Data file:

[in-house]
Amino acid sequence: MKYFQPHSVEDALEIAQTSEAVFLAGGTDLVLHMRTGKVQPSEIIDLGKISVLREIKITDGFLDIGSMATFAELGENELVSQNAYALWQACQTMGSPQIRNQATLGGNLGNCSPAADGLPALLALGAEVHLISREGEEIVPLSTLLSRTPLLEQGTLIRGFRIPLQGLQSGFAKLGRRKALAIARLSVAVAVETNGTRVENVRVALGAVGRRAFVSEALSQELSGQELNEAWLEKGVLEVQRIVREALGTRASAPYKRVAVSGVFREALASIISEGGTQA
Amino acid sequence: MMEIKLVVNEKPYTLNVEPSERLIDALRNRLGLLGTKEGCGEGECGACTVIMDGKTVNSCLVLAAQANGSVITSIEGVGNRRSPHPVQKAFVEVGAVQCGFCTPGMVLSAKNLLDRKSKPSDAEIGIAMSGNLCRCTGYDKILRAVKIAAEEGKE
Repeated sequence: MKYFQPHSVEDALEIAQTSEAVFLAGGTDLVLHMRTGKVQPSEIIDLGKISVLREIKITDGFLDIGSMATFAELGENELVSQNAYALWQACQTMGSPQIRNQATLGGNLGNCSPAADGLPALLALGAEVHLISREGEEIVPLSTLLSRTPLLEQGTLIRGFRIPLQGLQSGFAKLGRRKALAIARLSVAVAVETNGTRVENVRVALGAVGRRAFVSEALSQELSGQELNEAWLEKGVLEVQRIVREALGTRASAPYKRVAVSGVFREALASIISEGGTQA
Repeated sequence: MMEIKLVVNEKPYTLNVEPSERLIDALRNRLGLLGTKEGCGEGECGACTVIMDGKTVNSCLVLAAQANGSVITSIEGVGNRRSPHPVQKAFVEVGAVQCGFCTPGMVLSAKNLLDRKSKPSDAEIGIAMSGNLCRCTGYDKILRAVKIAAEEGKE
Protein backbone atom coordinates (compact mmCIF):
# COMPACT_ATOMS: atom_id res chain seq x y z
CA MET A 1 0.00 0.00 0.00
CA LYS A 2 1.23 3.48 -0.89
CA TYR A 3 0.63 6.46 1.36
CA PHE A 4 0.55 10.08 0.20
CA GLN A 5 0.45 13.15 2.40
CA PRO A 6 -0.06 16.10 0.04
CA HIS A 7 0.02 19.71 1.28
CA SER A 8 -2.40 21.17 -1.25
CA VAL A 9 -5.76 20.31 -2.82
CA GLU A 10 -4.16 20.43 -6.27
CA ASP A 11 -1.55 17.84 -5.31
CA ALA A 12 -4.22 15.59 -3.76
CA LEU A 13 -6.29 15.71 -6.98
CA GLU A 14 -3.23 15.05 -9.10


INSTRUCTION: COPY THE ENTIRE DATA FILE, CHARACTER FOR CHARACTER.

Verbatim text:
[in-house]
Amino acid sequence: MKYFQPHSVEDALEIAQTSEAVFLAGGTDLVLHMRTGKVQPSEIIDLGKISVLREIKITDGFLDIGSMATFAELGENELVSQNAYALWQACQTMGSPQIRNQATLGGNLGNCSPAADGLPALLALGAEVHLISREGEEIVPLSTLLSRTPLLEQGTLIRGFRIPLQGLQSGFAKLGRRKALAIARLSVAVAVETNGTRVENVRVALGAVGRRAFVSEALSQELSGQELNEAWLEKGVLEVQRIVREALGTRASAPYKRVAVSGVFREALASIISEGGTQA
Amino acid sequence: MMEIKLVVNEKPYTLNVEPSERLIDALRNRLGLLGTKEGCGEGECGACTVIMDGKTVNSCLVLAAQANGSVITSIEGVGNRRSPHPVQKAFVEVGAVQCGFCTPGMVLSAKNLLDRKSKPSDAEIGIAMSGNLCRCTGYDKILRAVKIAAEEGKE
Repeated sequence: MKYFQPHSVEDALEIAQTSEAVFLAGGTDLVLHMRTGKVQPSEIIDLGKISVLREIKITDGFLDIGSMATFAELGENELVSQNAYALWQACQTMGSPQIRNQATLGGNLGNCSPAADGLPALLALGAEVHLISREGEEIVPLSTLLSRTPLLEQGTLIRGFRIPLQGLQSGFAKLGRRKALAIARLSVAVAVETNGTRVENVRVALGAVGRRAFVSEALSQELSGQELNEAWLEKGVLEVQRIVREALGTRASAPYKRVAVSGVFREALASIISEGGTQA
Repeated sequence: MMEIKLVVNEKPYTLNVEPSERLIDALRNRLGLLGTKEGCGEGECGACTVIMDGKTVNSCLVLAAQANGSVITSIEGVGNRRSPHPVQKAFVEVGAVQCGFCTPGMVLSAKNLLDRKSKPSDAEIGIAMSGNLCRCTGYDKILRAVKIAAEEGKE
Protein backbone atom coordinates (compact mmCIF):
# COMPACT_ATOMS: atom_id res chain seq x y z
CA MET A 1 0.00 0.00 0.00
CA LYS A 2 1.23 3.48 -0.89
CA TYR A 3 0.63 6.46 1.36
CA PHE A 4 0.55 10.08 0.20
CA GLN A 5 0.45 13.15 2.40
CA PRO A 6 -0.06 16.10 0.04
CA HIS A 7 0.02 19.71 1.28
CA SER A 8 -2.40 21.17 -1.25
CA VAL A 9 -5.76 20.31 -2.82
CA GLU A 10 -4.16 20.43 -6.27
CA ASP A 11 -1.55 17.84 -5.31
CA ALA A 12 -4.22 15.59 -3.76
CA LEU A 13 -6.29 15.71 -6.98
CA GLU A 14 -3.23 15.05 -9.10